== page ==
When a Fashion Leader Reaches Out to Stop Religious Genocide

In 2014, the world watched in horror as militants from ISIS went after any “infidel” religion living in the caliphate they had declared on Iraqi and Syrian soil.

All of a sudden, the clock had turned back 500 years to the religious wars of the 15th century.

And the chief victims were the Yezidis.

A Yezidi girl in a Kanke refugee camp in Kurdistan (Photo by Quetions123/Shutterstock.com)

According to National Geographic: “For their beliefs, they have been the target of hatred for centuries. Considered heretical devil worshippers by many Muslims—including the advancing militants overrunning Iraq—the Yezidis have faced the possibility of genocide many times over.”

All of a sudden, the clock had turned back 500 years to the religious wars of the 15th century.

Courageously, former supermodel and fashion entrepreneur Kathy Ireland made the Yezidis her cause. According to the Religious Freedom & Business Foundation: “As this horrific genocide unfolded, Kathy not only lobbied Congress to respond, but responded herself by supporting women-led initiatives to rescue Yezidis and address the hatred and prejudices that created an environment where such atrocities could occur. To this day, almost 3,000 Yezidi women and children remain missing and almost 300,000 Yezidis still live in displacement camps in northern Iraq.

Kathy Ireland
Kathy Ireland (Photo by S_Bukley/Shutterstock.com)

“Kathy’s engagement did not stop when the genocide did. This August 22, Kathy is co-hosting with the Religious Freedom & Business Foundation a charity auction with all proceeds to directly provide business and livelihood opportunities for Yezidi women struggling to recover from the genocide.”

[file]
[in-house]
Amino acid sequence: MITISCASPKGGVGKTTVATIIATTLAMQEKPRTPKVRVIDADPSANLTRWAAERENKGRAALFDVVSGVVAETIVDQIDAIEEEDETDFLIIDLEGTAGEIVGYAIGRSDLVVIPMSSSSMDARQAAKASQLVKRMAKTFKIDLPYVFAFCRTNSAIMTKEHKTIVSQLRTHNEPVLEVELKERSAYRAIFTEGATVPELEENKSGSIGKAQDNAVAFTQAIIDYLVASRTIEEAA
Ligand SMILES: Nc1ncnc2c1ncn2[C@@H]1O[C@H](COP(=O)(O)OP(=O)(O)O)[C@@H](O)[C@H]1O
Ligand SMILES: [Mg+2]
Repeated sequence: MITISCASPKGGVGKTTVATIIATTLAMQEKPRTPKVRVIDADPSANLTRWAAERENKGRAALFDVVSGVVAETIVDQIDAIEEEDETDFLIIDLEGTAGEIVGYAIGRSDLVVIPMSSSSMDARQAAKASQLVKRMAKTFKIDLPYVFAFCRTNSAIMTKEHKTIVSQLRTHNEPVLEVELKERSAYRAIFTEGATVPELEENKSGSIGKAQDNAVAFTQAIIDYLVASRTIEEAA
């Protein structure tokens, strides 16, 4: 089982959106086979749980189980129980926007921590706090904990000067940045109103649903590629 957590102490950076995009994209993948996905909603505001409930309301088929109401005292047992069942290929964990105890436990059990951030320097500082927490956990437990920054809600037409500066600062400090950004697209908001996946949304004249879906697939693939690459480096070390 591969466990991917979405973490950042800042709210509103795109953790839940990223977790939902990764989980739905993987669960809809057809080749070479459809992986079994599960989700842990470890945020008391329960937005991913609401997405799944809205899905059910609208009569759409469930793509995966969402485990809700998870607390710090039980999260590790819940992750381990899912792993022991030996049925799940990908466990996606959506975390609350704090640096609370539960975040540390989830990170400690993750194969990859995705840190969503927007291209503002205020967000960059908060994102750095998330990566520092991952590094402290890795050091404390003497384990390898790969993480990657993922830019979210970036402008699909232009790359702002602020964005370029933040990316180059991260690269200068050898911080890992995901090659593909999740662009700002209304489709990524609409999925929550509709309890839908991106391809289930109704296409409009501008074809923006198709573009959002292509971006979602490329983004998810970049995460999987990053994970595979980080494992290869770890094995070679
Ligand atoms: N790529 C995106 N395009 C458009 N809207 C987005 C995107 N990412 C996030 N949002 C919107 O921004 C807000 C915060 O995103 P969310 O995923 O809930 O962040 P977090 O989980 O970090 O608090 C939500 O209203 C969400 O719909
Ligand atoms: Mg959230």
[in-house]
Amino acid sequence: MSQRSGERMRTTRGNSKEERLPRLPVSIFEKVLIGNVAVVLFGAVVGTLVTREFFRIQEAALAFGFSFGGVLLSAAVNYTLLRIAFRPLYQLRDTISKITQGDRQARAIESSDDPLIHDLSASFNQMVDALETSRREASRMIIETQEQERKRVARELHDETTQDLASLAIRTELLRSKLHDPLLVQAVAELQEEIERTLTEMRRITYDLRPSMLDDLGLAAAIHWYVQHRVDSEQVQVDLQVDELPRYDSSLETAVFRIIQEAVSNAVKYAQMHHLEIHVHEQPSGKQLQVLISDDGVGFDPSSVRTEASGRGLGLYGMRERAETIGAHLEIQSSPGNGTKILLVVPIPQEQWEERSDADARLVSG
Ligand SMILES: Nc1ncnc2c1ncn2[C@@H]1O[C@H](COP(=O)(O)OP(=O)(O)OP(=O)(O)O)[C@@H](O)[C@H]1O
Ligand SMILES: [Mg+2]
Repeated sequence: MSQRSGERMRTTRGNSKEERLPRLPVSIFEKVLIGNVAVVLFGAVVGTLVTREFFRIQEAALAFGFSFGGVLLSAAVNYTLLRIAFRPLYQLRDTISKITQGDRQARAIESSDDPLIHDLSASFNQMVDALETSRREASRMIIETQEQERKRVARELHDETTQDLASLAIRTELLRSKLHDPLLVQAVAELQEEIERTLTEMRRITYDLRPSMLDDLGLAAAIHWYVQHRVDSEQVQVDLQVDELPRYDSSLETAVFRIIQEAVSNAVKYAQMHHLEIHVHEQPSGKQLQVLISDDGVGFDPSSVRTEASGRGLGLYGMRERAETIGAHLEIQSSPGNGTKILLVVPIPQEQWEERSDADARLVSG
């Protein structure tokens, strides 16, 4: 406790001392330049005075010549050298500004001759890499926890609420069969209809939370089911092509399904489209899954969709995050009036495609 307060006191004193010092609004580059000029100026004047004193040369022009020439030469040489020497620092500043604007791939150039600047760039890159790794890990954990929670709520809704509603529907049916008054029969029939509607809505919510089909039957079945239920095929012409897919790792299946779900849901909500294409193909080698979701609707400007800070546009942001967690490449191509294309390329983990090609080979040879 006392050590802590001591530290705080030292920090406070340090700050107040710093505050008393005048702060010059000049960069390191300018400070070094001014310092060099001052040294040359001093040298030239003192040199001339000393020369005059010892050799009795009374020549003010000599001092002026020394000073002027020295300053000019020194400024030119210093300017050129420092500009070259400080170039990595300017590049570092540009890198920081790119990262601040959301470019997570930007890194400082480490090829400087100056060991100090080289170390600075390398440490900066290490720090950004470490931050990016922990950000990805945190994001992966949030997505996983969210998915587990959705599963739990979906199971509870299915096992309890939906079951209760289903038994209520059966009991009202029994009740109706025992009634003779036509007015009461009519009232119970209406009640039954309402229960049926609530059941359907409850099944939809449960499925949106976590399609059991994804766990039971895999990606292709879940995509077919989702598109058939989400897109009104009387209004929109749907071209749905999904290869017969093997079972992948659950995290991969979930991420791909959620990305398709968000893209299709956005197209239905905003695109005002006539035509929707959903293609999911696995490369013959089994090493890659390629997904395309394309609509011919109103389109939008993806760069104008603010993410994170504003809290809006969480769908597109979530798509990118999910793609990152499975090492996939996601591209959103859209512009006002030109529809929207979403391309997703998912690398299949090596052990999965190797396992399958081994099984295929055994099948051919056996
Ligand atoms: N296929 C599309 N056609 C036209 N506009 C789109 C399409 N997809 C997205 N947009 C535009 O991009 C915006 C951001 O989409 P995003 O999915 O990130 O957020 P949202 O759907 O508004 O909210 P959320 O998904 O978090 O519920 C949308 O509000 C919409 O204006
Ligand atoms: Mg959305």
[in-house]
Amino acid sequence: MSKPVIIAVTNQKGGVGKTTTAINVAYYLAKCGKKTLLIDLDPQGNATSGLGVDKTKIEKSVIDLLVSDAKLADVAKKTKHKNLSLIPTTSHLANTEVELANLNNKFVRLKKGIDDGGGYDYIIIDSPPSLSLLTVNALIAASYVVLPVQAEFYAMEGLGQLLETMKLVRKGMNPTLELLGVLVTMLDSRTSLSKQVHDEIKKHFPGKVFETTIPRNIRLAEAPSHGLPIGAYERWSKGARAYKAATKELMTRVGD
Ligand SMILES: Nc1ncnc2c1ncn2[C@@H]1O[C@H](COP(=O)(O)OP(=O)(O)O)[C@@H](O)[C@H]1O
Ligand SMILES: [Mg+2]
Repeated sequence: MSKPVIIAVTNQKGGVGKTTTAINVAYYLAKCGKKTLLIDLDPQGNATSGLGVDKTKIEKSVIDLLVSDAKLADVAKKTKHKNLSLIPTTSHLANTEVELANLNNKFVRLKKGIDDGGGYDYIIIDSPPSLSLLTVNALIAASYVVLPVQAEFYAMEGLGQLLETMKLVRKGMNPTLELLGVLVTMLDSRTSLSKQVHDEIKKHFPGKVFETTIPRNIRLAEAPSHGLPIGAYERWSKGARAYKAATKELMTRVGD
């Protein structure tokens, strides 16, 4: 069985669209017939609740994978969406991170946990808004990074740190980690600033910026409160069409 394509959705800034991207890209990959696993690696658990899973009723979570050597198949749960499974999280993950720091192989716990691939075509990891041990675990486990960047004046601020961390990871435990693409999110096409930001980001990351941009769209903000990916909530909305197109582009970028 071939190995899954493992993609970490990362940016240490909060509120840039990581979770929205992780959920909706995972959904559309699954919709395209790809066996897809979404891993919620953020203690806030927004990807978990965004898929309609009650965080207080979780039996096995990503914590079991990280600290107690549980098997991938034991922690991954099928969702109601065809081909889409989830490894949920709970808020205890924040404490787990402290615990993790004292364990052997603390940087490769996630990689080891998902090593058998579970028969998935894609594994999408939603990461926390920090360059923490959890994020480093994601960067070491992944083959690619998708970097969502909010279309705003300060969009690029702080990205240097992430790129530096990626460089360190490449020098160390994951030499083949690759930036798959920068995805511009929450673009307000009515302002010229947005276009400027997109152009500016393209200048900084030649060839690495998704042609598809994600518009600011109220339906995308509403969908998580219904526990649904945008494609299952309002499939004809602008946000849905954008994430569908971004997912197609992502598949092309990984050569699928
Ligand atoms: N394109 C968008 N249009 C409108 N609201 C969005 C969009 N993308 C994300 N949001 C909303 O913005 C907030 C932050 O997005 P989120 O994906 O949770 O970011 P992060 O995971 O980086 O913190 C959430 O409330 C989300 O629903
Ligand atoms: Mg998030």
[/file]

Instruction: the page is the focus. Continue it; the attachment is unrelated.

For her work, Ireland received the Business International Religious Freedom Hero Award at the closing dinner of the 2021 Summit, on July 15.

Many entrepreneurs donate to charity. But it is less common to see business leaders work directly to safeguard religious freedom.

In early August, the Free Yezidi Foundation held a commemoration of the Yezidi genocide, with a series of panels examining the plight of the Yezidi community and the international response. As stated in the final panel, “genocide, the crime of crimes, cannot go unpunished.”

We’re indebted to Kathy Ireland for her courageous initiative. One person CAN make a huge difference.

T. Riggs Eckelberry
When I was growing up, we lived everywhere, and to this day I can number my friends from school on one hand. I have served as a commercial ship captain, wine importer, film production manager, and above all, technologist. Today, I’m the CEO of a public company that licenses a unique technology for treating water. I believe that technology has the potential to save the world, but also to undermine our rights and our independence. The many people working in the spiritual arena are the vital counter-balance, and I’m proud to be one of these, with my wife, Sigrid.